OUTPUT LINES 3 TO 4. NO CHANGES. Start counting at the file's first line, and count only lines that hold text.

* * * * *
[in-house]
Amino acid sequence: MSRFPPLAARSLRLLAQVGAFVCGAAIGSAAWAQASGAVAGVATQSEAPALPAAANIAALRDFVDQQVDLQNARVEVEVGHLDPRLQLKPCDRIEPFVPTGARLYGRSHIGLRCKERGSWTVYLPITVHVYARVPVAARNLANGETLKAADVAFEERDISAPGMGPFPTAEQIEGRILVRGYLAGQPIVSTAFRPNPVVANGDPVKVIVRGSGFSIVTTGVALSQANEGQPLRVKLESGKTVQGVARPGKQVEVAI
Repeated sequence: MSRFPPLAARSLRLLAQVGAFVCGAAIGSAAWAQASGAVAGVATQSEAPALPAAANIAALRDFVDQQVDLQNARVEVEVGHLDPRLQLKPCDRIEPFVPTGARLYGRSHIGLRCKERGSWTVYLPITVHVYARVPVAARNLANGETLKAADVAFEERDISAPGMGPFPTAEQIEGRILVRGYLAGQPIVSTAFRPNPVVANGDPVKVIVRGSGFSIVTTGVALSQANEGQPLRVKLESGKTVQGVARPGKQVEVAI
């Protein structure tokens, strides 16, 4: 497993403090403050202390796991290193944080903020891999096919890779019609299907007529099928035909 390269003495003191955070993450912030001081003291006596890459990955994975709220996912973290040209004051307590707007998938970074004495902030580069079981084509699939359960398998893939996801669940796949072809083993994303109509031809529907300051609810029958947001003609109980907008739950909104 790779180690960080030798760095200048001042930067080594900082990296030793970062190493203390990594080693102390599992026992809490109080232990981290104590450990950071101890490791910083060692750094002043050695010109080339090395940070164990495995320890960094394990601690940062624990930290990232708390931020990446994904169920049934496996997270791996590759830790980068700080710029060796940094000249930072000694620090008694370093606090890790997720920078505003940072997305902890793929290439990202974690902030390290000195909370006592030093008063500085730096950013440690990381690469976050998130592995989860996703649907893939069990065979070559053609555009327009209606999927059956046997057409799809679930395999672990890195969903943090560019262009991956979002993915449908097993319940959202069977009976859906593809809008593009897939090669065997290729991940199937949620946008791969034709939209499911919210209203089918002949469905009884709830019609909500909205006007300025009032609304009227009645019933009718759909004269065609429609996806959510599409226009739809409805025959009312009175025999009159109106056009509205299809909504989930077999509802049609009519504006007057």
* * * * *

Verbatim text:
Repeated sequence: MSRFPPLAARSLRLLAQVGAFVCGAAIGSAAWAQASGAVAGVATQSEAPALPAAANIAALRDFVDQQVDLQNARVEVEVGHLDPRLQLKPCDRIEPFVPTGARLYGRSHIGLRCKERGSWTVYLPITVHVYARVPVAARNLANGETLKAADVAFEERDISAPGMGPFPTAEQIEGRILVRGYLAGQPIVSTAFRPNPVVANGDPVKVIVRGSGFSIVTTGVALSQANEGQPLRVKLESGKTVQGVARPGKQVEVAI
């Protein structure tokens, strides 16, 4: 497993403090403050202390796991290193944080903020891999096919890779019609299907007529099928035909 390269003495003191955070993450912030001081003291006596890459990955994975709220996912973290040209004051307590707007998938970074004495902030580069079981084509699939359960398998893939996801669940796949072809083993994303109509031809529907300051609810029958947001003609109980907008739950909104 790779180690960080030798760095200048001042930067080594900082990296030793970062190493203390990594080693102390599992026992809490109080232990981290104590450990950071101890490791910083060692750094002043050695010109080339090395940070164990495995320890960094394990601690940062624990930290990232708390931020990446994904169920049934496996997270791996590759830790980068700080710029060796940094000249930072000694620090008694370093606090890790997720920078505003940072997305902890793929290439990202974690902030390290000195909370006592030093008063500085730096950013440690990381690469976050998130592995989860996703649907893939069990065979070559053609555009327009209606999927059956046997057409799809679930395999672990890195969903943090560019262009991956979002993915449908097993319940959202069977009976859906593809809008593009897939090669065997290729991940199937949620946008791969034709939209499911919210209203089918002949469905009884709830019609909500909205006007300025009032609304009227009645019933009718759909004269065609429609996806959510599409226009739809409805025959009312009175025999009159109106056009509205299809909504989930077999509802049609009519504006007057």